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Focus - Takuma Sato: Japan's rising son 03 Dec 2003

Takuma Sato (JPN) BAR Test Driver.
Formula One World Championship, Rd1, Australian Grand Prix, Preparations, Albert Park, Melbourne, Australia, 6 March 2003

Takuma Sato, or 'Taku' to his friends, doesn't instantly strike you as a typical sporting superstar. The five feet three inch Japanese doesn't ooze the bravado of a megastar and, after all, one inconsistent season at Jordan and a year of testing at BAR doesn't turn you into a David Beckham. But in Japan, Sato isn't just a star, he's a phenomenon - so much so that he's said to be worth more to advertisers than the aforementioned England captain. For someone so small, he's absolutely huge.

When BAR held a press conference in Tokyo to officially announce his appointment as Jenson Button's 2004 team-mate, more than 250 journalists crammed in - more than BAR managed for the launch of their 005 in January. When Jacques Villeneuve decided not to race in Japan and Sato was called up, the event suddenly became a 160,000-seat sell-out, the biggest crowd in Suzuka's 16-year F1 history. Right now, nobody in Japan has the same sort of pulling power as Sato, even though he left his homeland five years ago to live in England.

Sato's move to England was helped greatly by his scholarship from the Honda racing school at Suzuka. But ever since winning the scholarship he has been dogged by allegations of favouritism from the manufacturer. While competing in F3, he was BAR Honda's test driver, then he graduated to F1 with Jordan Honda, before moving back to BAR. But the fact of the matter is that Honda and Sato have no contract that binds them together. He is his own man, and despite a difficult first season he is determined to prove that he has been granted his second chance through merit alone.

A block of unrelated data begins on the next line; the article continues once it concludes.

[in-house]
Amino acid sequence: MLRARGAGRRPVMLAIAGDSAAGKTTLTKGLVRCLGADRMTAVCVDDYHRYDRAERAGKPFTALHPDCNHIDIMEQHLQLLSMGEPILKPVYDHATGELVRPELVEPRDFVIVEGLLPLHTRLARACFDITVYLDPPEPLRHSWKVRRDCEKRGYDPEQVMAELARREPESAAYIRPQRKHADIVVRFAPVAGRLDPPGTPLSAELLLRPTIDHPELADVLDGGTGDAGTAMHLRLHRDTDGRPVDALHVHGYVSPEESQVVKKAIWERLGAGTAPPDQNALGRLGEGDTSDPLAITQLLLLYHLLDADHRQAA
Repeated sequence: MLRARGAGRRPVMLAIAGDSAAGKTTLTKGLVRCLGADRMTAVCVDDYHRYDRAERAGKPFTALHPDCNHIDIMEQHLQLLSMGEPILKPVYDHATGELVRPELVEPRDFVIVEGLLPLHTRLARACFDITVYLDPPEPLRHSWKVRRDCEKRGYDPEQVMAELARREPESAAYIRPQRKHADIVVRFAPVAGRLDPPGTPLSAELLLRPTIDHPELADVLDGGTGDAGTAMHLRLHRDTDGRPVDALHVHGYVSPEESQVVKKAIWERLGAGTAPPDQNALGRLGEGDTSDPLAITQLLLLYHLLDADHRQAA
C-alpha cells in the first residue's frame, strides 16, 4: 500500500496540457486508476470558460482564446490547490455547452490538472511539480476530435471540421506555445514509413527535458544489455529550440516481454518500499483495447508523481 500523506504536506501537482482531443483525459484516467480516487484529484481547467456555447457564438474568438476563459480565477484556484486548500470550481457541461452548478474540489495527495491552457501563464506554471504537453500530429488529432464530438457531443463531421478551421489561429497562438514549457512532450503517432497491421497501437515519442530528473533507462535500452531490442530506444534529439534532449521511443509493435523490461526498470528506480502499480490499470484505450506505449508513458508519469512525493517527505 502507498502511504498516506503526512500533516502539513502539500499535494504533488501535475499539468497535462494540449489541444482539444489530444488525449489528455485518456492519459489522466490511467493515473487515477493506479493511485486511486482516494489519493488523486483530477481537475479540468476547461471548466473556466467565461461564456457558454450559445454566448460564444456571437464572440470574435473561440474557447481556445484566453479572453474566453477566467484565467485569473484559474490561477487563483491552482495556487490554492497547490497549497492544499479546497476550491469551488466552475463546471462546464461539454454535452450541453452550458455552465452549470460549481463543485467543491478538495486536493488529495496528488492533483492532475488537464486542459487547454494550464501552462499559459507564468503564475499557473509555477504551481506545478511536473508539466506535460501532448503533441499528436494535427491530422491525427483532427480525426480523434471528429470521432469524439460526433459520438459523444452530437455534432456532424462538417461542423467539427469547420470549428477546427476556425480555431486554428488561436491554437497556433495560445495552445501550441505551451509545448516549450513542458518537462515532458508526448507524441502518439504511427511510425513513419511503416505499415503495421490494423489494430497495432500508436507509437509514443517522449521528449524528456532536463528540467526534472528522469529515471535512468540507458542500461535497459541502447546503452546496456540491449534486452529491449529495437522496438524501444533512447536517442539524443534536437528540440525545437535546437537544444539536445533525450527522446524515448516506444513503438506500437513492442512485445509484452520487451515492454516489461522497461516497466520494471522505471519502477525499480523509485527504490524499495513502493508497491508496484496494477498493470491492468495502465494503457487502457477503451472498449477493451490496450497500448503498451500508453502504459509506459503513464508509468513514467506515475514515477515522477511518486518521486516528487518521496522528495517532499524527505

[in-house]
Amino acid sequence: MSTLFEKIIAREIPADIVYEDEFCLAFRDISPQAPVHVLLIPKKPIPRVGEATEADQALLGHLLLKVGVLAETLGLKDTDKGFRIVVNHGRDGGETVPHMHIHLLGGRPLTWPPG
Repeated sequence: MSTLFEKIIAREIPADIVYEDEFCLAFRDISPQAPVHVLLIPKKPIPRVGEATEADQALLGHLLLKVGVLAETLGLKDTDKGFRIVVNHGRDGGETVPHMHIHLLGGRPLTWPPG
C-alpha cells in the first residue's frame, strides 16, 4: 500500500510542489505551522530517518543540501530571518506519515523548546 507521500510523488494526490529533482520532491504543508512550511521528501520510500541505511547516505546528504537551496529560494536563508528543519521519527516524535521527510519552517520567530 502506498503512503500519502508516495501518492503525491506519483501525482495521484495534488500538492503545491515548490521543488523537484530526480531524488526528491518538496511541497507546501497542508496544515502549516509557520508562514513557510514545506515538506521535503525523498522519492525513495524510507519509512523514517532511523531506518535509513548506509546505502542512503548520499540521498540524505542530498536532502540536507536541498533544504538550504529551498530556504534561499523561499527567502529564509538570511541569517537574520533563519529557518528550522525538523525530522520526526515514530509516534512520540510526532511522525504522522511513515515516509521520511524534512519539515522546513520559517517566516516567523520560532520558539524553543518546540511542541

He took a huge step towards that with his sixth place at the season finale in Japan - his very first Grand Prix for BAR. Racing in front of his home crowd, having replaced a former World Champion, he would have been forgiven for cracking just a touch. But in first qualifying he was faster than his team-mate Button. Over the course of the weekend the Honda engineers reported that the British driver spent more time looking at his telemetry than at any other race this year. The team debriefs were twice as long as usual. Indeed, Button was moved to comment that, "Taku's bloody quick around here - much faster than I expected. I'm having to push hard to stay ahead of him."

Button couldn't get close to Sato's final sector time and it started to bug him. A detailed look at Sato's telemetry however, pinpointed one clear difference between the Japanese and almost every other driver on track. Through 130 R, Sato held it flat - virtually everyone else lifted. When the race came, even Michael Schumacher couldn't find a way past him.

And as Sato crossed the finish line, helping BAR secure fifth place in the Championship, the team didn't so much appear shocked as they did genuinely impressed, and none more so than team boss David Richards and Jacques Villeneuve's former race engineer Jock Clear. A man rarely lost for words, Richards stood quietly, wearing a grin as wide as his new driver's. As the cheers of Sato's adoring fans rang from the stands, Richards, looking like a man who'd just had a huge weight lifted from his shoulders, finally spoke: "I think we have a lot to be excited about for 2004."

(The above is an edited extract from a much longer feature on Takuma Sato. It is available exclusively in the December issue of Formula 1 Magazine.)